A spacetime is a manifold that models space and time in physics.
This is formalized by saying that a spacetime is a smooth Lorentzian space $(X,\mu)$ equipped with a time orientation (see there).
Hence a point in a spacetime is called an event.
In the context of classical general relativity a spacetime is usually in addition assumed to be connected and four-dimensional. A connected Lorentzian manifold is either time orientable or it has a two-sheeted covering which is time orientable.
In classical physics, notably in special relativity and general relativity points in $X$ model coordinates where events can take place from the viewpoint of an observer (“points in space and time”) while the metric $\mu$ models the field of gravity in general relativity.
The noun “spacetime” is used in both special relativity and general relativity, but is best motivated from the viewpoint of general relativity. Special relativity deals with the Minkowski spacetime only. The Minkowski spacetime allows a canonical choice of global coordinates such that the metric tensor has in every point the form diag(-1, 1, 1, 1), which identifies the first coordinate as representing the time coordinate and the others as representing space coordinates.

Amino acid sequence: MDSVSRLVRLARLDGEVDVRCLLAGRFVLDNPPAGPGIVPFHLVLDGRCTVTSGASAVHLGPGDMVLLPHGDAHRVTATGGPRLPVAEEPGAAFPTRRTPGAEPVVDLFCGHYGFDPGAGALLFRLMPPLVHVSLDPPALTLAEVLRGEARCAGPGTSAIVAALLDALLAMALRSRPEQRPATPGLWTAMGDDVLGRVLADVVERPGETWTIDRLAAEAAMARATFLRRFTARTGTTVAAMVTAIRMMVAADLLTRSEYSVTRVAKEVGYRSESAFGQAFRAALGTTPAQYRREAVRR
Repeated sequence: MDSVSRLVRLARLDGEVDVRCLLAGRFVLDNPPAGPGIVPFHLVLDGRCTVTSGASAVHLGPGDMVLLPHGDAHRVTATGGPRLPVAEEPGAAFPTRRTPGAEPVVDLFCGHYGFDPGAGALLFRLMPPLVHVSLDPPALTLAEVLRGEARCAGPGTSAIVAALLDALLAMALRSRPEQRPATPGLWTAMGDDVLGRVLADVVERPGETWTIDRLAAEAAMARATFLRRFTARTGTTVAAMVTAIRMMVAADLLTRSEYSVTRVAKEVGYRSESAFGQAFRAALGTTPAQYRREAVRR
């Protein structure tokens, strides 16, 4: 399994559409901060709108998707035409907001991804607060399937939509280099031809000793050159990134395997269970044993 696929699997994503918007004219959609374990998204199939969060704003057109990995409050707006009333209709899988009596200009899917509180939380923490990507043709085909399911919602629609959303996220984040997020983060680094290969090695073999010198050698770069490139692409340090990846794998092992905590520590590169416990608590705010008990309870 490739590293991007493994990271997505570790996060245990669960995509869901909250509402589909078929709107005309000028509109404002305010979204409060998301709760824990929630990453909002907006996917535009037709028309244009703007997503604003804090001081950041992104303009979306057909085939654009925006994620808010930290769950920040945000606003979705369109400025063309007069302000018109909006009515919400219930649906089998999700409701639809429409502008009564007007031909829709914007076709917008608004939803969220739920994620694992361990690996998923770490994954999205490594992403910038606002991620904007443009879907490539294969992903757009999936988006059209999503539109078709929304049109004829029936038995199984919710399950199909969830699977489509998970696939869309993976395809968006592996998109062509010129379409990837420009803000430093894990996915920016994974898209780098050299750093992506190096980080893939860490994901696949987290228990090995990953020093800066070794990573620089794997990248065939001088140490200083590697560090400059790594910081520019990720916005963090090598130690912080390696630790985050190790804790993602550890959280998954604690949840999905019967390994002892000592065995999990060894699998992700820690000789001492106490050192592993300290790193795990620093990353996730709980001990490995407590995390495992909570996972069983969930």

Given a general spacetime, there is not necessarily a globally defined coordinate system, and therefore not necessarily a globally defined canonical time coordinate. More specifically, there are spacetimes that admit coordinates defined on subsets where the physical interpretation of the coordinates as modelling time and space coordinates changes over the domain of definition.
(TODO: references and explanations).
black hole spacetimes | vanishing angular momentum | positive angular momentum |
---|---|---|
vanishing charge | Schwarzschild spacetime | Kerr spacetime |
positive charge | Reissner-Nordstrom spacetime | Kerr-Newman spacetime |
L. Markus, Line element fields and Lorentz structures on differentiable manifolds, Ann. of Math. (2) 62 (1955), 411–417, MR0073169 jstor
Roger Penrose, Gravitational collapse and space-time singularities, Phys. Rev. Lett. 14, 57–59